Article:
As you might expect from the title, in Amnesia: A Machine for Pigs, you play as a man who has lost his memory. You awake in the middle of the night with a single thought – you must find your children.
You explore empty hallways of your estate full of strange secret passages as visions of your boys haunt you and a mysterious machine rumbles beneath your feet. There is nowhere to go but down. Amnesia is a popular cliché in video games because it’s incredibly easy to put the player in the shoes of a person who should know what’s going on.
This is so having to explain why he seems to need everything in the world around him explained to him as if he is seeing it for the first time can make sense. For whatever reason, horror games do this almost all the time, Clock Tower, Fatal Frame, Silent Hill, Siren, Rule of Rose and more have all done this. Amnesia obviously kind of embraces all of this.
The problem here though is that it kind of lays all of its cards on the table a bit too early, so that when certain revelations come later in the game, you pretty much figured them out over an hour ago. At that point the impact isn’t really there.
It’s fairly obvious from the start that the man whose eyes you’re looking through is not a good one. His level of depravity is quite spectacular actually. As you travel downward you collect diary entries that detail his decent into madness. There also The Machine, and an ominous stranger, who happens to sound a lot like you.
He beckons you to repair The Machine in order to rescue your children trapped in its bowels. You know, the same children you keep seeing out of the corner of your eye, who keep beckoning you to follow them deeper into The Machine. See where this is going yet?
The big reveal of A Machine for Pigs falls decidedly flat, but along the way there’s plenty of disturbing imagery that will stick with you for a while after your done playing. The dairy entries that you pick up along the way are also amazingly well written, even if the over arcing narrative is lacking. The things A Machine for Pigs does well are so astoundingly powerful.
Behind a convoluted story about a man building an army of Man Pigs for some reason are subtexts about the dehumanization of the Industrial Age, class warfare, and vapid consumerism. It’s the kind of thing I want to show people who aren’t interested in video games, but then I can’t do that without talking about the Man Pigs and sounding insane. That’s why I’m so hard on it. It’s so close to greatness.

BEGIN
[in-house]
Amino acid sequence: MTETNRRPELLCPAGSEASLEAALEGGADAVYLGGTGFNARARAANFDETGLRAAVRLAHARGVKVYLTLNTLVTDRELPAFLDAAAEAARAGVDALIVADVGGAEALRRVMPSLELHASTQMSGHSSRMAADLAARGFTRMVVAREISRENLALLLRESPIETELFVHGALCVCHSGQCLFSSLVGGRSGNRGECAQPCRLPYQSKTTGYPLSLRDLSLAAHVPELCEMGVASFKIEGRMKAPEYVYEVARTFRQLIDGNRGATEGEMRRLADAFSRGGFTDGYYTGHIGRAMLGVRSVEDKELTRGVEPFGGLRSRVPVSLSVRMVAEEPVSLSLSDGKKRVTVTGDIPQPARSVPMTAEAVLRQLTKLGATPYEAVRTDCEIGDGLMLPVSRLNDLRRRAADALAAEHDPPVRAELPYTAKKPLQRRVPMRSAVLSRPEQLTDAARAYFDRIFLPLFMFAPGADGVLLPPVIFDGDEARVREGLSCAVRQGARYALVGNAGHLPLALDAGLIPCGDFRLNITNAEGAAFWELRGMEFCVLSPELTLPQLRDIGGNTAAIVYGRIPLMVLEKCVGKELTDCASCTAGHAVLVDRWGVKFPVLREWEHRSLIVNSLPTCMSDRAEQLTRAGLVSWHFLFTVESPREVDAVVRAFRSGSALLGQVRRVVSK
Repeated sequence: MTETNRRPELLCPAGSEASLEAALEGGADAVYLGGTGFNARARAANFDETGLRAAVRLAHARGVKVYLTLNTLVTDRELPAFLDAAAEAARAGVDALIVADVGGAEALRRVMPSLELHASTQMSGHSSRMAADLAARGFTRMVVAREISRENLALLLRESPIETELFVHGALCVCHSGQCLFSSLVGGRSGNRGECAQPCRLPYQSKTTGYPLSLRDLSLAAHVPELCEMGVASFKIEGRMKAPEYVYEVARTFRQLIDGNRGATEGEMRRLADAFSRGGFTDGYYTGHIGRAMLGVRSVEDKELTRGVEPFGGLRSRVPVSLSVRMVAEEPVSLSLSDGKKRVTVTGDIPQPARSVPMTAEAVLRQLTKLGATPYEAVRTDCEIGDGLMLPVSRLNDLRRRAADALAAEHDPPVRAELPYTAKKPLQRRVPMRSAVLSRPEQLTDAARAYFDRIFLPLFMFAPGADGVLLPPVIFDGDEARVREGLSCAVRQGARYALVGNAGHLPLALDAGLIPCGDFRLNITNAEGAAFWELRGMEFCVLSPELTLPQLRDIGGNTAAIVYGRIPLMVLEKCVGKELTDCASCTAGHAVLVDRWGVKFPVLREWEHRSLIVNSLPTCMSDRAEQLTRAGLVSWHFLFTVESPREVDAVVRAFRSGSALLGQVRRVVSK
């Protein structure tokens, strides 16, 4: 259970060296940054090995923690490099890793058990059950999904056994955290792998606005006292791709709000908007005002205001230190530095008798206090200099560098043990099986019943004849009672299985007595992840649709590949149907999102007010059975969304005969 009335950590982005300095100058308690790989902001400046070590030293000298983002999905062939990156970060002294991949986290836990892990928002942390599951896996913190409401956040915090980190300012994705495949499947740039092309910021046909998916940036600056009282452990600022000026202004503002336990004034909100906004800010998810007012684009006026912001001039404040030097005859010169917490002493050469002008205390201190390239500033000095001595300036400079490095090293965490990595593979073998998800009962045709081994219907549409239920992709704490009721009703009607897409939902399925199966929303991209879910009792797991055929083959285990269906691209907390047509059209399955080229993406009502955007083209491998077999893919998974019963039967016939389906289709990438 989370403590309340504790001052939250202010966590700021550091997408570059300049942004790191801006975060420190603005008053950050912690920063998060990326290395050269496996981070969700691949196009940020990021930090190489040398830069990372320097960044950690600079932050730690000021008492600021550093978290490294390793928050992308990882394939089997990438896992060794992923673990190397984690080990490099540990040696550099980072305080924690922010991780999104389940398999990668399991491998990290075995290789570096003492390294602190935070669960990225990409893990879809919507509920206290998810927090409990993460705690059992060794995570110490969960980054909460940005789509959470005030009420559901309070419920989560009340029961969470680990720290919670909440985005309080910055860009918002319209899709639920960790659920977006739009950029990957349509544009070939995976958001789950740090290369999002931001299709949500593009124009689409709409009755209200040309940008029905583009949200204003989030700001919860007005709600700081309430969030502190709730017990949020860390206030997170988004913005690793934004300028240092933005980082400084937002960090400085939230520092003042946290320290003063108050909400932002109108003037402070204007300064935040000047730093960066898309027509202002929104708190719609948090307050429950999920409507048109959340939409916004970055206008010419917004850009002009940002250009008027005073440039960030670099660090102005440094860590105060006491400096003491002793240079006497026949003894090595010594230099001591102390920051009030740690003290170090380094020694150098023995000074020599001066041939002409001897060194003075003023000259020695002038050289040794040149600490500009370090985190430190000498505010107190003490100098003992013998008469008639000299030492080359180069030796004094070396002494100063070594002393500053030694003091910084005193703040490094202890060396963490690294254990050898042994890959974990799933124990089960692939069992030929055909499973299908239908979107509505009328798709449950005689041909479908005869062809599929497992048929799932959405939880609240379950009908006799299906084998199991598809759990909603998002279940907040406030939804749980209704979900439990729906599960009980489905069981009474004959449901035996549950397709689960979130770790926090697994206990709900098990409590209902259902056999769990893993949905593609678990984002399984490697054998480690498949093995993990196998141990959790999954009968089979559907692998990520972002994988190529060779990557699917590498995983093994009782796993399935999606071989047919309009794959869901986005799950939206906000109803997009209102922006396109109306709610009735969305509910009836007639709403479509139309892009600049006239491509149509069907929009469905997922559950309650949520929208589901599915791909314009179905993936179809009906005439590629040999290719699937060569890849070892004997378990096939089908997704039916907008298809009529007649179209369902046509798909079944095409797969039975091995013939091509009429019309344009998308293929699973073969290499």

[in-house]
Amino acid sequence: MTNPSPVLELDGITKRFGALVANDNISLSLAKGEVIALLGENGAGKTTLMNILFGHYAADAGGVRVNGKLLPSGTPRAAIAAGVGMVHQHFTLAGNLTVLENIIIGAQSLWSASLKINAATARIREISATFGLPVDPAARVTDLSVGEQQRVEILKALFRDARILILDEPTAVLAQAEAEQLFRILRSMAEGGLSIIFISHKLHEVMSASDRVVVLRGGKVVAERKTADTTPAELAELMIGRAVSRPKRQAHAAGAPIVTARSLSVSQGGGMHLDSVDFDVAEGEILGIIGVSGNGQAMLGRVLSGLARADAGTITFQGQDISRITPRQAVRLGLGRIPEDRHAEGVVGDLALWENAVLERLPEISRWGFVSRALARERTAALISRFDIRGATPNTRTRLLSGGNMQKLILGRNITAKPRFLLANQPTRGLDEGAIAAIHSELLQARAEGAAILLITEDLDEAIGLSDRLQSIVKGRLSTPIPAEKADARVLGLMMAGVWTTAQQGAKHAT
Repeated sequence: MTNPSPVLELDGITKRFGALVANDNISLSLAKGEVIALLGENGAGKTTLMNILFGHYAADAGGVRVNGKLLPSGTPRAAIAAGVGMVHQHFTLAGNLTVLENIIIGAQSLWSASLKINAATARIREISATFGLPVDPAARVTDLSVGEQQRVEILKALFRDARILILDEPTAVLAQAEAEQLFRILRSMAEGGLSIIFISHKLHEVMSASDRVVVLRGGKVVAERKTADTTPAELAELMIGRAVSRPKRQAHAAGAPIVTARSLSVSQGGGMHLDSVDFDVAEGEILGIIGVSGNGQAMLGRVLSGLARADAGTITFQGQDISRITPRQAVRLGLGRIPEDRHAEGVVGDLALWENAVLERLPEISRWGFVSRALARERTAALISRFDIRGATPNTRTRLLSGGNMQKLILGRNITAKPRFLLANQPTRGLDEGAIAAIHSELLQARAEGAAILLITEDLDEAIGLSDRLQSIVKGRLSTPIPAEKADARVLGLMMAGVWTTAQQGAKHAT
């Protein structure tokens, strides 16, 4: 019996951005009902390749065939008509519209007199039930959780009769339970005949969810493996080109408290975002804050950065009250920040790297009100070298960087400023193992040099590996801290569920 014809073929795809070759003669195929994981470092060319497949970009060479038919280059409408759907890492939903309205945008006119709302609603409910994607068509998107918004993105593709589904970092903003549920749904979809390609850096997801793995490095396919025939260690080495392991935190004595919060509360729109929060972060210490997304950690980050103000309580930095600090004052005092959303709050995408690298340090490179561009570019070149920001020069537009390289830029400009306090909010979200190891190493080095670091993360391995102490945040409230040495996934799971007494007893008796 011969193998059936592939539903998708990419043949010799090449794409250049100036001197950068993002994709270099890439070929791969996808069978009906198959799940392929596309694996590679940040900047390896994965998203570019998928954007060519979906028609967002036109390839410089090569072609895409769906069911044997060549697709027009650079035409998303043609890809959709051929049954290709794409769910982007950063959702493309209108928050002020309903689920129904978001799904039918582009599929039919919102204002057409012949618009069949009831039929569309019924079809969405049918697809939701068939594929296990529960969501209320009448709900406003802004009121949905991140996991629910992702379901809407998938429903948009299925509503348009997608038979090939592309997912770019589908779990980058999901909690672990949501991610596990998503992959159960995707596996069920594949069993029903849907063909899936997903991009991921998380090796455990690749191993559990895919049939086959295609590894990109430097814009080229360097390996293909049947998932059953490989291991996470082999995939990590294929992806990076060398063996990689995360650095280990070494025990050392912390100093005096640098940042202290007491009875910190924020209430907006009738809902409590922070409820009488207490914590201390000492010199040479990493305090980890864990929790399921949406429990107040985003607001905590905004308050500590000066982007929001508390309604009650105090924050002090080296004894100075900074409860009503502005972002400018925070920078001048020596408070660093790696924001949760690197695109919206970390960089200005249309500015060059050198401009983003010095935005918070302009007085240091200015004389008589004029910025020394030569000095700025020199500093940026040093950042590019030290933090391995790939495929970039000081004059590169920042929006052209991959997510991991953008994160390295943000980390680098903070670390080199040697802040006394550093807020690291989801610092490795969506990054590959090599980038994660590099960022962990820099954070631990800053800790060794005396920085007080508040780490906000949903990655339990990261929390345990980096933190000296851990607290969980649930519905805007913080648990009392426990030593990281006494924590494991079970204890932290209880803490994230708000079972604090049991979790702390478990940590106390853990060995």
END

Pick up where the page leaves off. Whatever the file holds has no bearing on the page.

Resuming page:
The Man Pigs aren’t even frightening. In the original Amnesia game, looking directly at monsters could actually kill you, but here you can look your enemy without fear. The game instead relies on creatures that are far more aggressive and physical, yet far less threatening. You can literally run circles around them and they need to hit you three times before they kill you.
They aren’t even likely to hit you once unless they catch you off guard or you make the mistake of accidentally running down and dead end. Even if they do kill you, you are only dropped just a few steps from where you fell. It might be more accessible than the original game, but it makes encounters non-threatening.
There’s absolutely no sense of tension, and that’s kind of the whole point to this game. The Man Pigs don’t serve the narrative or the gameplay. I don’t know why they exist, other than to make a vague connection to The Dark Decent.
The other half of the gameplay is puzzles that usually involve finding a thing and carrying it somewhere. The problem here is that usually you can solve these puzzles without even realizing what you are doing or why you’re doing it.
When you encounter something of interest you’ll get little hints, but these hints tend to exist to tell you what you are doing as much they tell you what to do. There are so few things you can interact with that you can easily wonder around and just scan over everything until you find the one thing you can pick up and take some place else.
Often times when I discuss video games with friends that don’t play them, I find myself saying really strange things that border on embarrassing. Games can deal with a lot of compelling subjects, but words like, nanomachines, zombies, demons, clones, and space marines invariably creep in, and help people that are without a healthy respect for pulp to dismiss them, and make me seem like an idiot.
That word in A Machine for Pigs is Man Pig. I talk about storytelling a lot, and while the storytelling here is very good, I almost panned it. It’s not the idea of a Man Pig that really bothers me, but the fact that at no point in the game was the reason for their existence made clear, and they don’t really add anything to the gameplay either. They’re just sort of there.
This is a very easy game to dislike, or at least it’s a very easy game to write negatively about to get through a review. The game play is barely there. The puzzles are repetitive, and the few enemies that do exist are entirely non-threatening and rather silly.
There are gameplay elements from the first game that are absent here and sorely missed, and the environments are not nearly as interactive. Still, A Machine for Pigs is an experience worth having, you just have to know what you’re getting into.
The first Amnesia is a better game, more than this one in almost every way; so if you haven’t played that yet, go play that one first. If you’re a fan of the original game, you’ll still probably be a fan of A Machine for Pigs. If you love horror games, then A Machine for Pigs is another game for your collection.
It isn’t a bad game, it’s just a game that aims for greatness, disappoints, and ends up being merely adequate. I realize I could level these kinds of complaints at almost every game I review, but I’ve never played a game that is so completely carried on the strength of its story alone.